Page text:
Top corporations have vowed to fight climate change. Researchers say their plans fall short.

Source: By Steven Mufson, Washington Post • Posted: Tuesday, February 8, 2022

A study by the New Climate Institute says companies aren’t doing enough to meet climate targets and eliminate carbon emissions

A cargo ship owned by Maersk arrives at the New York City harbor in 2018. The Danish shipping company was praised in the new study for vowing to reduce emissions from terminals by 70 percent. (Spencer Platt/Getty Images)

The group examined the climate plans of 25 high-profile corporations, from Amazon to Volkswagen to Walmart, that have vowed to slash their emissions to net zero. The study found that, on average, existing plans would reduce emissions by about 40 percent — significant, but not enough to prevent the worsening effects of a warming planet.

Moreover, eight of the 25 companies excluded the type of emissions created when customers use their products, such as when motorists burn gasoline. Those emissions — known as “scope 3” — typically account for 70 percent or more of corporate emissions, according to MSCI, a financial information firm.

Some of the companies reviewed, however, took issue with the study and complained that the New Climate Institute overlooked key considerations.

Although the study did not bestow its top ranking of “high integrity” on any of the companies, its second-tier ranking went to Maersk, the Danish shipping company, followed by Apple, Sony and Vodafone. But a dozen corporations fell into the lowest level, with “very low integrity” and largely lacking credible plans for getting to net zero in the time frames they have promised.

The Swiss-American pharmaceutical firm Novartis, for instance, earned praise for reporting emissions from its own purchases of goods and services, and for buying renewable energy. But the study said that Novartis will have to opt to offset 65 percent of its emissions with what the New Climate Institute calls “nature-based carbon offsets.”

“Carbon neutrality claims that are based extensively on offsetting have the potential to mislead and their integrity is highly contentious,” the report said.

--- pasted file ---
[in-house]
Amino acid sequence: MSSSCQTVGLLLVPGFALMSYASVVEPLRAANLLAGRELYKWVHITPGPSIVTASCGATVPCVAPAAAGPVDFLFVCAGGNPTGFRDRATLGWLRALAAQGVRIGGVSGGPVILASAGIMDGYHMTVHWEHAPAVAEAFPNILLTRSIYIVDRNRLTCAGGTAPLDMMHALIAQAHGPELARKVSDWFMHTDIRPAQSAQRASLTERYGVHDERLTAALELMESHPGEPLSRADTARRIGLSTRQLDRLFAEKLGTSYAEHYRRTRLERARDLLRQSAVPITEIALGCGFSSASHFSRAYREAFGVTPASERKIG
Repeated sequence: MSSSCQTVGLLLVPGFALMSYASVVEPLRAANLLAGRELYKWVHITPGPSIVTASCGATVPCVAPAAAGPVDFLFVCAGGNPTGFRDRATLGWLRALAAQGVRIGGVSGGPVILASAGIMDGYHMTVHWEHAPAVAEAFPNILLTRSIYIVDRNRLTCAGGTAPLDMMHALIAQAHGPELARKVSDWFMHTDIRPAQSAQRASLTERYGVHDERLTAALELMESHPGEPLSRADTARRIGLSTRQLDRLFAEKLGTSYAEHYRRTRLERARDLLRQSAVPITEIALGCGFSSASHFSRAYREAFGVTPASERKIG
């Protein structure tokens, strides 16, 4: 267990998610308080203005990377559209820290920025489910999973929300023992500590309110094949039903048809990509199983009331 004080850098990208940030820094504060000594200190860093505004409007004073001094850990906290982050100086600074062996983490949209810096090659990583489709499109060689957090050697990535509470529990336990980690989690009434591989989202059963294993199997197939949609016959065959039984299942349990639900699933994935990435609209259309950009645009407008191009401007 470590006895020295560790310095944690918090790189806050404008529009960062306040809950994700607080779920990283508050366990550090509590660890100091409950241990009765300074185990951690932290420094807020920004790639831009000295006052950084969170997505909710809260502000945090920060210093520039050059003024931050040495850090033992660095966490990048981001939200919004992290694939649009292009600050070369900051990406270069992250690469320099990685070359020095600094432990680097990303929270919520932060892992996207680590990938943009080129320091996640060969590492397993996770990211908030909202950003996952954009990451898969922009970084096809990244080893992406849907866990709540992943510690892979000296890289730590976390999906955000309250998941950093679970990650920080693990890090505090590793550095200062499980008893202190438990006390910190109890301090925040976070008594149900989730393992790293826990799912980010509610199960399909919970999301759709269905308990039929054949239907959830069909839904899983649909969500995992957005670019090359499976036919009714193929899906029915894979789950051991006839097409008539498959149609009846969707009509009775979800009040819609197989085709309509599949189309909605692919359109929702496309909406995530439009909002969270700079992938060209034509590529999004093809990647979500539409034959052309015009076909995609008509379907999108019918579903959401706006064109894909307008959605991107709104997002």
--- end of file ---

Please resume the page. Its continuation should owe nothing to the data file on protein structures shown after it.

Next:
The study also found that some companies fail to promise significant reductions until close to their self-imposed deadlines.

GlaxoSmithKline, another big pharmaceutical firm, has set a “glidepath” that it argues will bring the company to net zero by 2030, an ambitious target. Under its current plan, more than a third of its emissions will be cut in the final year, and half in the final two years, the company’s public materials show.

Even as national governments face increasing pressure to do more to slow climate change, the corporate world is feeling similar pressures from activists, investors and customers. As a result, the number of new pledges has soared in the past several years, bringing both optimism and scrutiny.

“There has been such a proliferation,” said Jesse Jenkins, assistant professor of mechanical and aerospace engineering specializing in climate change at Princeton University. “It is fair to take a critical look at these commitments and what they mean and what concrete actions they entail.”

The report also praised Google for developing innovative tools to procure high-quality renewable energy. It takes aim, however, at Ikea, the giant furniture retailer that has donated half a billion dollars to join with the Rockefeller Foundation in a high-profile effort to close coal plants.

Ikea has said it would be carbon positive by 2030, meaning that on balance it would be removing carbon from the atmosphere. The retailer says it plans to take used furniture and refurbish it, thus effectively storing carbon dioxide in new chairs, sofas and beds. It is also storing carbon in land and by planting trees. Ikea’s sustainability report says that “through a circular economy, we will ensure that carbon remains stored in our products and materials for longer.”

“Carbon dioxide removals can only be considered a credible neutralization of a company’s emissions if the storage has a high certainty of permanence,” the study said. “IKEA recognizes that by storing carbon in its products, it will delay their release into the atmosphere by on average just 20 years. The release of stored carbon negates any climate impact from the original sequestration.”

Ikea could not be reached for comment.

In addition, all but one of the 25 companies will likely have to rely on offsets of varying quality, the study said. It found that “at least two thirds of the companies rely on removals from forests and other biological activities, which can easily be reversed by, for example, a forest fire.”

“Most companies are going through a three-step process — set the goal, get a plan to meet the goal, and take steps against that plan,” said Sarah Ladislaw, a managing director at RMI, a nonprofit devoted to eliminating carbon emissions from the economy. “The first two are much easier than the third. Many companies are taking on new challenges they genuinely haven’t solved before and that can take some time.”